The NYRI line in New York was turned down, PJM has eliminated the Indian River, DE to Salem, NJ segment of MAPP, and TANC is imploding before us!  YEAAAAA!

This week, SMUD pulled out of TANC.  What does that mean?  It means SMUD is paying attention to demand and financing, YEAAAAA, and it means that over 1/3 of the project’s $$$ is MIA, YEAAAA!!!!

From the Modesto Bee:

Power project gasping for cash

Partners don’t see survival without a $525M transfusion

By Ed Fletcher

One of the largest public works projects in the West, a 600-mile high-voltage power line from Lassen County to Turlock and the Bay Area, is on life support after its biggest player abruptly pulled the plug.

A magnet for opposition from landowners whose properties would be crossed by the power lines and environmental activists, the transmission line project was promoted as vital to the region’s clean energy future.

A consortium of municipal power providers said the power lines were needed to bring renewable solar, wind and geothermal energy from the northeast corner of the state to power-thirsty urban areas.

On Wednesday, the Sacramento Municipal Utility District said it was pulling out of the $1.5 billion project, leaving a gaping hole in the budget. SMUD was expected to shoulder 35 percent of the project’s costs.

The Transmission Agency of Northern California, the project’s sponsor, has 15 members. But just five had agreed to fund the project’s environmental impact studies and, if ultimately approved, finance the project.

The remaining participants are the city of Santa Clara, Redding Electric Utility, and the Modesto and Turlock irrigation districts.

The Western Area Power Authority is a federal partner.

On Thursday, those partners grappled with questions about the project’s vitality.

Keeping the project alive means one or more of the remaining players would have to absorb SMUD’s $525 million share, or find a new partner to salvage the project, or even pieces of it, officials said.

Most of the staff and board members of the participating utilities contacted Thursday said they doubted the project will survive, despite the need for additional transmission capacity.

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PSE&G’s PR machine

July 2nd, 2009

Here’s their PR machine:

Here’s the poop:

New Poll Finds Strong Public Support for PSE&G’s Transmission Line Upgrade

Jul 1, 2009 12:38 AM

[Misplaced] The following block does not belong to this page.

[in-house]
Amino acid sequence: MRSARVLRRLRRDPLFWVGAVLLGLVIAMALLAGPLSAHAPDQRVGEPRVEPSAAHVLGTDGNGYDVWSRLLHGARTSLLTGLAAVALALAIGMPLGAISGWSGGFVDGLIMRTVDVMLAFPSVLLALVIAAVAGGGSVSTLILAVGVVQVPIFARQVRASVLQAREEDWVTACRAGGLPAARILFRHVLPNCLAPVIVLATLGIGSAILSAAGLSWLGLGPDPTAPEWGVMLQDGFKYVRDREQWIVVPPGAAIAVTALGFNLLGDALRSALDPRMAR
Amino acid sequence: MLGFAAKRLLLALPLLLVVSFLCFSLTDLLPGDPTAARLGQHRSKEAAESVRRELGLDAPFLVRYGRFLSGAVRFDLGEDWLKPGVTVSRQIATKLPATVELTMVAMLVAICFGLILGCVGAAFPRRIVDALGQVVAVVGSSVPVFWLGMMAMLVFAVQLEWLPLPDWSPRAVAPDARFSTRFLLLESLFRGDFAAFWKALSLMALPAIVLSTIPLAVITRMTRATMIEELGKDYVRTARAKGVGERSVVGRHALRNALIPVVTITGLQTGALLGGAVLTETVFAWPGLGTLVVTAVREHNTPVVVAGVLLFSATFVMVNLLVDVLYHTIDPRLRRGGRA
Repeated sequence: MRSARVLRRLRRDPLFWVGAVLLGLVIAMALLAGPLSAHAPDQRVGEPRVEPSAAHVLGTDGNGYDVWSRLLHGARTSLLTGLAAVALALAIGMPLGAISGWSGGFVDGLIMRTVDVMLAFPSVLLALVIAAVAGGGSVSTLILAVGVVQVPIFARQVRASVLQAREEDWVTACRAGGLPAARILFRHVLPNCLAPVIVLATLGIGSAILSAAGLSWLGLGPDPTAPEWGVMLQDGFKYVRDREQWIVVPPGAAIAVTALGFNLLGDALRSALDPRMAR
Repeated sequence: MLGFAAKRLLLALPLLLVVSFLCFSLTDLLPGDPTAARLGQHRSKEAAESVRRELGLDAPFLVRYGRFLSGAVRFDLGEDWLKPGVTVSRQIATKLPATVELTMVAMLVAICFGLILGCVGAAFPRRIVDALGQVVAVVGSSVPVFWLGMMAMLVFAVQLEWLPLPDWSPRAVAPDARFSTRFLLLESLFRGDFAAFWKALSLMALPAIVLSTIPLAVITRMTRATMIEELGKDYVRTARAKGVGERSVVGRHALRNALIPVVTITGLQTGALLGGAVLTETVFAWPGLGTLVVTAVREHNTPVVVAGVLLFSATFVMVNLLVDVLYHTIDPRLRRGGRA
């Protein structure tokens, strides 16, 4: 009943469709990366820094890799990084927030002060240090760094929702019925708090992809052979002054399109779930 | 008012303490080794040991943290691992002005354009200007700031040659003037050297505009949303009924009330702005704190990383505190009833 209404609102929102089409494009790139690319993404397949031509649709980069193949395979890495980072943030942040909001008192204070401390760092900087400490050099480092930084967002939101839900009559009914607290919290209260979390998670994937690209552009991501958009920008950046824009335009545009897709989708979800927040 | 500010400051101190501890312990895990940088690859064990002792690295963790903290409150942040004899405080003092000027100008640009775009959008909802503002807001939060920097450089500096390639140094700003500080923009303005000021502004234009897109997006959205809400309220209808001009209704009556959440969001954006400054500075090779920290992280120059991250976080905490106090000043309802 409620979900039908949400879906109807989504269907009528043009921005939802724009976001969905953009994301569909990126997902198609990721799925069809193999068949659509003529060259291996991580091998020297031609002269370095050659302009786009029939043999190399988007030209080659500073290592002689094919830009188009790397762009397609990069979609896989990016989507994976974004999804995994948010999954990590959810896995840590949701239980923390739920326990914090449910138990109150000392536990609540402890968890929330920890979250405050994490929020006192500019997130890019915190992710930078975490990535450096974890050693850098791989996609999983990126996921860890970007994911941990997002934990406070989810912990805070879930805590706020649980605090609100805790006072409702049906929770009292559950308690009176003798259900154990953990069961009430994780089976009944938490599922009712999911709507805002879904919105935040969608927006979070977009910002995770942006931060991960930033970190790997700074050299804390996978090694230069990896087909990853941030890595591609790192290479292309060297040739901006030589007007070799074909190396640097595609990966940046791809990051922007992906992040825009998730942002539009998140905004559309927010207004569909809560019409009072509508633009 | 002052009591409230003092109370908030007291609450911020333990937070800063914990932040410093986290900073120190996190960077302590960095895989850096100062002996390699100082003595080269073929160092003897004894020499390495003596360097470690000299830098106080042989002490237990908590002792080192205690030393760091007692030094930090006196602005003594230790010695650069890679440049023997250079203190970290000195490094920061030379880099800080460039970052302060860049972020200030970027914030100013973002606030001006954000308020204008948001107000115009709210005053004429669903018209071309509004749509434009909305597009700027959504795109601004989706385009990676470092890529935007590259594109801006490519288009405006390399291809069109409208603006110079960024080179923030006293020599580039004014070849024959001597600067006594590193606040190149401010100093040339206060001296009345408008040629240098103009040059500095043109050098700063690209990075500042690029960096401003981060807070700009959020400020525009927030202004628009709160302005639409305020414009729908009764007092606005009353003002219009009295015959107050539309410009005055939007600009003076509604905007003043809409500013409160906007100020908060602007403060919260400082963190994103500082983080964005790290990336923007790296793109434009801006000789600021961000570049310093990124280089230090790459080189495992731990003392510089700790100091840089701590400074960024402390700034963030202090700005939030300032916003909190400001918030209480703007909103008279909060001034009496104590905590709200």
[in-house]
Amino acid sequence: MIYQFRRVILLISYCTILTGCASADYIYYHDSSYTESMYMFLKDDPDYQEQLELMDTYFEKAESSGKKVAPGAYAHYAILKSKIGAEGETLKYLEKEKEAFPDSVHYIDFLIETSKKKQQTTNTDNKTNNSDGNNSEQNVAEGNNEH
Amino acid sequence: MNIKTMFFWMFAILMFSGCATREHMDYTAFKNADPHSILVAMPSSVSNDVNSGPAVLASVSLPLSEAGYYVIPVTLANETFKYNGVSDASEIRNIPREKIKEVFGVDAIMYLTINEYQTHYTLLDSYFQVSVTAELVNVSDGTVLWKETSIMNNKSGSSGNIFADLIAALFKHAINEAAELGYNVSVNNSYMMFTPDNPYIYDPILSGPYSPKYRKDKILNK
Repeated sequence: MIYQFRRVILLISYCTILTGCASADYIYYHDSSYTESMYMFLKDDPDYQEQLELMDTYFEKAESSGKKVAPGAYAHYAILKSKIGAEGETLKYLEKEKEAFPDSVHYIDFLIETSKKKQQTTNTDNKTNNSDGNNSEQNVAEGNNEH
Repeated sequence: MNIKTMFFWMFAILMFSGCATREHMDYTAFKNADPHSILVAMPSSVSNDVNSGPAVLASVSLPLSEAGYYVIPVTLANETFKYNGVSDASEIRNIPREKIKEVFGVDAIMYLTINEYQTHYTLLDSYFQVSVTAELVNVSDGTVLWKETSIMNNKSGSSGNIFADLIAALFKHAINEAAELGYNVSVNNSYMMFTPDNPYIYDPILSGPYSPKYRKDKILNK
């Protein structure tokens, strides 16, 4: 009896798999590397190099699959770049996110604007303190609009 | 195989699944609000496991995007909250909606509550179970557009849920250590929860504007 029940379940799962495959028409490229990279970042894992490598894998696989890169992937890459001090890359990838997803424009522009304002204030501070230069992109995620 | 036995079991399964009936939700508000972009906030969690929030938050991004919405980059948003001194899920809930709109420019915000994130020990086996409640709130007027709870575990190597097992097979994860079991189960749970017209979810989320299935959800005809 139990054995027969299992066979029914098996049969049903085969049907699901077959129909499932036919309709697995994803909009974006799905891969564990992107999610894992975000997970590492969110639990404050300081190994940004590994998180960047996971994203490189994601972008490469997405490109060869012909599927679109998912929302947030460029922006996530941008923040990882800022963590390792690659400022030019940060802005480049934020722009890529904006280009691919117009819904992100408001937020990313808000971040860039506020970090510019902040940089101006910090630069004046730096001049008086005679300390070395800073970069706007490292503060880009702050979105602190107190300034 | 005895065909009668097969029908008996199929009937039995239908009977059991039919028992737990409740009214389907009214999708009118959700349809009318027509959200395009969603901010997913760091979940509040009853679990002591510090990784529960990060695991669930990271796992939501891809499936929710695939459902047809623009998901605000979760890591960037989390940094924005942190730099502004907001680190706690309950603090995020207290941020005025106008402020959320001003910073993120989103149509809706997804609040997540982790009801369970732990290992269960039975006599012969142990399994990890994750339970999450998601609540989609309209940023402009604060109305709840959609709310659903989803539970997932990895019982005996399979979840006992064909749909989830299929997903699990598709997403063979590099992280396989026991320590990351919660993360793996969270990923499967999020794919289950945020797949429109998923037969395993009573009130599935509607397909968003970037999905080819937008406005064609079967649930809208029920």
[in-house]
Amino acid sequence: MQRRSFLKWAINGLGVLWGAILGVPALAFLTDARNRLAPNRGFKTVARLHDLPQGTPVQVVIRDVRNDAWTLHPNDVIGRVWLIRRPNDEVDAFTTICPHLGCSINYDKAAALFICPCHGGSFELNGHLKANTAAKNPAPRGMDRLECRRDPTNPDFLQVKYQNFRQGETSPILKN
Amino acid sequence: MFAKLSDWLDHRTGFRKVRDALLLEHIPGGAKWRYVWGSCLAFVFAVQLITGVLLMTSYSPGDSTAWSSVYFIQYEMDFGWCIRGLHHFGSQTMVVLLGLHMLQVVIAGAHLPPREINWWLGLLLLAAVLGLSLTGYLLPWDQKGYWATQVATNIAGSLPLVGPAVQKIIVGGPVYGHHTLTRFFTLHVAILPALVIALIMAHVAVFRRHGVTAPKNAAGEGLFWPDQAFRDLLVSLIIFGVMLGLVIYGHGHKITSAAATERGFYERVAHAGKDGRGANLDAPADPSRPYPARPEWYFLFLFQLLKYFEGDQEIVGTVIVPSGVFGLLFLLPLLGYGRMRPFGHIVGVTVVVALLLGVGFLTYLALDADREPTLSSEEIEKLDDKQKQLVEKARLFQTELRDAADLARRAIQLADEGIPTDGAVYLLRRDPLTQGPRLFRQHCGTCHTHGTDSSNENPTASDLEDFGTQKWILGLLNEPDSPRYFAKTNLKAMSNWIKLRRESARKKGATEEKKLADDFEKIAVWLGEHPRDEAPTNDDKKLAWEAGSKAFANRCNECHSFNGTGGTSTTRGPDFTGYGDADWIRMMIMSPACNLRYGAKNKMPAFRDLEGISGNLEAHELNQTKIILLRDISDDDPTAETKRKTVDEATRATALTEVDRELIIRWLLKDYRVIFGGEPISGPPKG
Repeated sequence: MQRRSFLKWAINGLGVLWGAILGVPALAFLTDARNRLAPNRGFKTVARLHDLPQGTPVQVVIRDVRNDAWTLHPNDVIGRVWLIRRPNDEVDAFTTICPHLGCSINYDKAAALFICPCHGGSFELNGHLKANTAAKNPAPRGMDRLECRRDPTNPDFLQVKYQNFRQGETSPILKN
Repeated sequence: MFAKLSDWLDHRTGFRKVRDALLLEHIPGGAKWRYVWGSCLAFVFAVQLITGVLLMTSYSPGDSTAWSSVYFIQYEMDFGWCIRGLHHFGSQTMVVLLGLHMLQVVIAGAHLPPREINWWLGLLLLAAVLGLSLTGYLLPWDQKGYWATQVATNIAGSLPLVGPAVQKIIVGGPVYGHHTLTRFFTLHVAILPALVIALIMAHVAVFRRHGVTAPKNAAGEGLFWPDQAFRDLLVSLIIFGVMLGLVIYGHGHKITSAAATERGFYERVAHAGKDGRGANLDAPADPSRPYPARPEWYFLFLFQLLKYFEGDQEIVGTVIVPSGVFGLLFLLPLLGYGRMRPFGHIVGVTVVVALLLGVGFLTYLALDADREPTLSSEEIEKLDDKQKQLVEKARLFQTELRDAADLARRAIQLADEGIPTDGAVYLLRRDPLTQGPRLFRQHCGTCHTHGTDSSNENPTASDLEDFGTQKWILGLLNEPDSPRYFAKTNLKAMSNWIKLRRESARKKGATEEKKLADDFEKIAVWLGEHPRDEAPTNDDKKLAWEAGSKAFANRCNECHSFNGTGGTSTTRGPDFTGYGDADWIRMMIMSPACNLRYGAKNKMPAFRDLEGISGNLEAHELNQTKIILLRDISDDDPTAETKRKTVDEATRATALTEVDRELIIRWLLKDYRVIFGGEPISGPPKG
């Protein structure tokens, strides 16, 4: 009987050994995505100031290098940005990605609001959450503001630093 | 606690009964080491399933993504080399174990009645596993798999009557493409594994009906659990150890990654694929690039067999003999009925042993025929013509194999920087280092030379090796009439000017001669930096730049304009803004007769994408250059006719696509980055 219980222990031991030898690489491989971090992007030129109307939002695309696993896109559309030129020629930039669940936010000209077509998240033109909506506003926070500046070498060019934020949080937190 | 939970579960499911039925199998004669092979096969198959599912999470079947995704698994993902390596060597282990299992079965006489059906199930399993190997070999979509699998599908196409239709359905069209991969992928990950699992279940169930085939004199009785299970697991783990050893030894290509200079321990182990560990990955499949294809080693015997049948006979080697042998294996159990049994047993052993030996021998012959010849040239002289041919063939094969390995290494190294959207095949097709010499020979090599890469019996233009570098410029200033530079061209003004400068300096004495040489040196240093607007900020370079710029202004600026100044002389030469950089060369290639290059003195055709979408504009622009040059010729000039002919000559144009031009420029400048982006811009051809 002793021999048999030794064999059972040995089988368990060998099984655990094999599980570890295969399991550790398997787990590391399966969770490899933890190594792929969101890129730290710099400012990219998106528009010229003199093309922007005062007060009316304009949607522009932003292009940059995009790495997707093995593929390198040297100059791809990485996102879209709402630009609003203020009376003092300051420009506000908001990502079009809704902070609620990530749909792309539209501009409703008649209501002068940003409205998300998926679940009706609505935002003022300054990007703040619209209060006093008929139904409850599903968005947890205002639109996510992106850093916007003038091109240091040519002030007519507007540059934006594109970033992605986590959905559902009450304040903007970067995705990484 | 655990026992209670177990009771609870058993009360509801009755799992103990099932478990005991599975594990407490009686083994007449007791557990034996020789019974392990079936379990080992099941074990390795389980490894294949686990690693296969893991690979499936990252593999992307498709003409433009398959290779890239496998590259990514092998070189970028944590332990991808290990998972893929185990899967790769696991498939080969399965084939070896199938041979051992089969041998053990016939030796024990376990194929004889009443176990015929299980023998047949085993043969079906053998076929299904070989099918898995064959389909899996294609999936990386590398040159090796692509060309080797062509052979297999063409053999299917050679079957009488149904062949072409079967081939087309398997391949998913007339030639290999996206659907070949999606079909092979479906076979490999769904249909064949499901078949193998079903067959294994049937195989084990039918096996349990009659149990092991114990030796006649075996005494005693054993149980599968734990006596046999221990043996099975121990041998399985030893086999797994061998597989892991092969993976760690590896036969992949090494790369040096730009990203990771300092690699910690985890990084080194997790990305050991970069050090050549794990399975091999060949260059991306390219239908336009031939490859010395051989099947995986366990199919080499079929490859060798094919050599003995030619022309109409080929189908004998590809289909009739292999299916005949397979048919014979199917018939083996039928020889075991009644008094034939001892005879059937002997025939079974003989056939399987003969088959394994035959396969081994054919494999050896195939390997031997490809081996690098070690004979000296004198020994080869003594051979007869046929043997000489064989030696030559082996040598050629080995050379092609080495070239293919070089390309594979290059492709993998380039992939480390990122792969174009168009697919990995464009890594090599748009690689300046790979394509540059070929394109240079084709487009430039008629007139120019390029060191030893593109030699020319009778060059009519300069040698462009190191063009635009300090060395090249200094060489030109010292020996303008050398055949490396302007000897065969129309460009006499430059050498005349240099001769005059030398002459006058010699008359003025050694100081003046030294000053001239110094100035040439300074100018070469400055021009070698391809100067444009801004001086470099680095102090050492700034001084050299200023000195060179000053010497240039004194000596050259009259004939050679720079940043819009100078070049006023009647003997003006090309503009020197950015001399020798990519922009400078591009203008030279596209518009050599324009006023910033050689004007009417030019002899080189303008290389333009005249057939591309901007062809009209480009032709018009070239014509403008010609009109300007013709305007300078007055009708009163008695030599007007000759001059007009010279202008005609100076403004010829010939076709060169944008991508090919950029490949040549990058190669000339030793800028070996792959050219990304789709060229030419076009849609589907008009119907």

Public Service Enterprise Group Inc.

A recent poll finds that the majority of people in Morris and Sussex counties in New Jersey favors PSE&G’s plan to upgrade the Susquehanna-Roseland transmission line to ensure reliability of the electric grid.

The poll, conducted by the firm of Luntz, Maslansky Strategic Research, showed approximately 3-to-1 support for the project, with 60 percent of those surveyed saying they “strongly support” or “somewhat support” it, compared to 22 percent who “strongly oppose” or “somewhat oppose” the line. Support for the line was equally strong regardless of the respondent’s proximity to the line.

“It is evident that most people understand that the existing line, which went into service in 1931, can’t be expected to handle today’s demand for safe, reliable electric service without an upgrade,” said Ralph LaRossa, president and COO of PSE&G.

“If we don’t act, Morris and Sussex counties, as well as all of northern New Jersey, could experience widespread brownouts and blackouts by the summer of 2012,” LaRossa said. “That’s not our judgment at PSE&G. It’s the verdict of the independent experts empowered by the federal government to manage the electrical grid. It’s a warning we take very seriously.”

The poll showed that 81 percent of the people in these counties see America’s energy situation as either a “crisis” or “major problem.” LaRossa added, “Most people who live in this area clearly understand the need to do what is required to maintain and ensure reliability.”

PSE&G, which funded the poll, is seeking permission to invest $750 million on the upgrade, adding a 500-kilovolt line to the existing 230-kilovolt line, within an existing transmission right-of-way. The project would create the equivalent of nearly 4,000 jobs lasting one year each, according to a recent report by senior economists at Rutgers University. And by relieving some of the congestion that drives up electric rates in New Jersey, it would help contain electricity costs for homes and businesses in the region.

The Board of Public Utilities is considering PSE&G’s petition to upgrade the line and is expected to make a decision by the end of the year. Public hearings were held on June 11 and 18 in Sussex County; a third hearing will be held June 30 in Morris County. In addition, the New Jersey Highlands Council is expected to vote on PSE&G’s request for an exemption for the project at its June 25 meeting.

The Luntz, Maslansky survey was conducted by telephone with 525 utility ratepayers across Morris and Sussex counties. The survey captured a statistically significant population of each county. To make sure the survey elicited the opinions of those ratepayers most likely to be affected by the project, the survey included an oversample of 100 respondents self-selected as living near the current transmission line, as well as an oversample of 100 respondents who lived in towns known to be near the existing transmission line. All respondents were registered voters. The survey was in the field June 4-11 and has a margin of error of plus or minus 4.3 percent at the 95 percent confidence level.